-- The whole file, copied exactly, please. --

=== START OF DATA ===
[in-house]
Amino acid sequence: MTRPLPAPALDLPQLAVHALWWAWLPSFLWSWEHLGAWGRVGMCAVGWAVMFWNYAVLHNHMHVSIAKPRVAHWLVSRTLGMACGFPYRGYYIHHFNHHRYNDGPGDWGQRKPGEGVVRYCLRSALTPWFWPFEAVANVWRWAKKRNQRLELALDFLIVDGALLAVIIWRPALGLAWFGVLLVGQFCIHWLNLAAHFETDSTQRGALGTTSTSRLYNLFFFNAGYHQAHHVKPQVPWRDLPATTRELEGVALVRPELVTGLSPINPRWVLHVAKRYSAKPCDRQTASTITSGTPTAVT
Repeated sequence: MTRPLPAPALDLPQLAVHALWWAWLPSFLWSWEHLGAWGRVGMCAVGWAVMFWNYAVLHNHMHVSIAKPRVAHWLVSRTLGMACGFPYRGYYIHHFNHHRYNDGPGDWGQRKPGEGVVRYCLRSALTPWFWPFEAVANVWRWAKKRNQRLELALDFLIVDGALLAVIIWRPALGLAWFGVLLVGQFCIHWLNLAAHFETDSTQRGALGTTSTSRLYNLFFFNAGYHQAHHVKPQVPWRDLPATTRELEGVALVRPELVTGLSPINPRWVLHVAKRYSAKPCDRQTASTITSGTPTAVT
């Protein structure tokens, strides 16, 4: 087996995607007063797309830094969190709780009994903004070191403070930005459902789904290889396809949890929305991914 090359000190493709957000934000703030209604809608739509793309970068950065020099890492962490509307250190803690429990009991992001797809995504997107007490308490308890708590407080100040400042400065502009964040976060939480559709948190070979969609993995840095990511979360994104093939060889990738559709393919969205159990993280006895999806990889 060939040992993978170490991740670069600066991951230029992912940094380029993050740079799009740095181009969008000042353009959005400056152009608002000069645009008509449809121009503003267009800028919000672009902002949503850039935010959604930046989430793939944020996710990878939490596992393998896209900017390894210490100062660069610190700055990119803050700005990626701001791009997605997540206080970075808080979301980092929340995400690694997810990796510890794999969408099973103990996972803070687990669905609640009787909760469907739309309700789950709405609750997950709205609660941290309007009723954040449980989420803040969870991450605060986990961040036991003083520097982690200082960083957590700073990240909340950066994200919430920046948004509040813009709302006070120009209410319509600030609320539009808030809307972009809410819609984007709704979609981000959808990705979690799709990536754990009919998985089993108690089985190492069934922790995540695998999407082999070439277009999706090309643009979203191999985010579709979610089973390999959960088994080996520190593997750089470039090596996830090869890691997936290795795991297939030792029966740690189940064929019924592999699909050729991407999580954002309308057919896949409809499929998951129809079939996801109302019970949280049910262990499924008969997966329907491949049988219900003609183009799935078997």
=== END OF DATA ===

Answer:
[in-house]
Amino acid sequence: MTRPLPAPALDLPQLAVHALWWAWLPSFLWSWEHLGAWGRVGMCAVGWAVMFWNYAVLHNHMHVSIAKPRVAHWLVSRTLGMACGFPYRGYYIHHFNHHRYNDGPGDWGQRKPGEGVVRYCLRSALTPWFWPFEAVANVWRWAKKRNQRLELALDFLIVDGALLAVIIWRPALGLAWFGVLLVGQFCIHWLNLAAHFETDSTQRGALGTTSTSRLYNLFFFNAGYHQAHHVKPQVPWRDLPATTRELEGVALVRPELVTGLSPINPRWVLHVAKRYSAKPCDRQTASTITSGTPTAVT
Repeated sequence: MTRPLPAPALDLPQLAVHALWWAWLPSFLWSWEHLGAWGRVGMCAVGWAVMFWNYAVLHNHMHVSIAKPRVAHWLVSRTLGMACGFPYRGYYIHHFNHHRYNDGPGDWGQRKPGEGVVRYCLRSALTPWFWPFEAVANVWRWAKKRNQRLELALDFLIVDGALLAVIIWRPALGLAWFGVLLVGQFCIHWLNLAAHFETDSTQRGALGTTSTSRLYNLFFFNAGYHQAHHVKPQVPWRDLPATTRELEGVALVRPELVTGLSPINPRWVLHVAKRYSAKPCDRQTASTITSGTPTAVT
């Protein structure tokens, strides 16, 4: 087996995607007063797309830094969190709780009994903004070191403070930005459902789904290889396809949890929305991914 090359000190493709957000934000703030209604809608739509793309970068950065020099890492962490509307250190803690429990009991992001797809995504997107007490308490308890708590407080100040400042400065502009964040976060939480559709948190070979969609993995840095990511979360994104093939060889990738559709393919969205159990993280006895999806990889 060939040992993978170490991740670069600066991951230029992912940094380029993050740079799009740095181009969008000042353009959005400056152009608002000069645009008509449809121009503003267009800028919000672009902002949503850039935010959604930046989430793939944020996710990878939490596992393998896209900017390894210490100062660069610190700055990119803050700005990626701001791009997605997540206080970075808080979301980092929340995400690694997810990796510890794999969408099973103990996972803070687990669905609640009787909760469907739309309700789950709405609750997950709205609660941290309007009723954040449980989420803040969870991450605060986990961040036991003083520097982690200082960083957590700073990240909340950066994200919430920046948004509040813009709302006070120009209410319509600030609320539009808030809307972009809410819609984007709704979609981000959808990705979690799709990536754990009919998985089993108690089985190492069934922790995540695998999407082999070439277009999706090309643009979203191999985010579709979610089973390999959960088994080996520190593997750089470039090596996830090869890691997936290795795991297939030792029966740690189940064929019924592999699909050729991407999580954002309308057919896949409809499929998951129809079939996801109302019970949280049910262990499924008969997966329907491949049988219900003609183009799935078997």